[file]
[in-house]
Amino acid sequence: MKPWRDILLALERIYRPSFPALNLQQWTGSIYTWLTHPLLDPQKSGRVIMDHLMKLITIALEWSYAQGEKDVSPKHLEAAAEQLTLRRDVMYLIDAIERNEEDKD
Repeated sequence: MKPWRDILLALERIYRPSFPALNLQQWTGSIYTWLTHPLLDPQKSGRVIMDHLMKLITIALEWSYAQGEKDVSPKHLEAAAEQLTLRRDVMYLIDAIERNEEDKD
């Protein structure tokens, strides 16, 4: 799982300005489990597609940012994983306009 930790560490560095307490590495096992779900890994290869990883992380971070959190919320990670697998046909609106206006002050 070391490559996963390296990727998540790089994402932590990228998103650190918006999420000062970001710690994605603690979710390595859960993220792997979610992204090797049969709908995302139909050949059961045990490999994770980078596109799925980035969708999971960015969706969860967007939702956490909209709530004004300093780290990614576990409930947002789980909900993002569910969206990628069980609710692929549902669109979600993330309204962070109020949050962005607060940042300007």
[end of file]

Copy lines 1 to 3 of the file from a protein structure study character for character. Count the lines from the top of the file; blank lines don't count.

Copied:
[in-house]
Amino acid sequence: MKPWRDILLALERIYRPSFPALNLQQWTGSIYTWLTHPLLDPQKSGRVIMDHLMKLITIALEWSYAQGEKDVSPKHLEAAAEQLTLRRDVMYLIDAIERNEEDKD
Repeated sequence: MKPWRDILLALERIYRPSFPALNLQQWTGSIYTWLTHPLLDPQKSGRVIMDHLMKLITIALEWSYAQGEKDVSPKHLEAAAEQLTLRRDVMYLIDAIERNEEDKD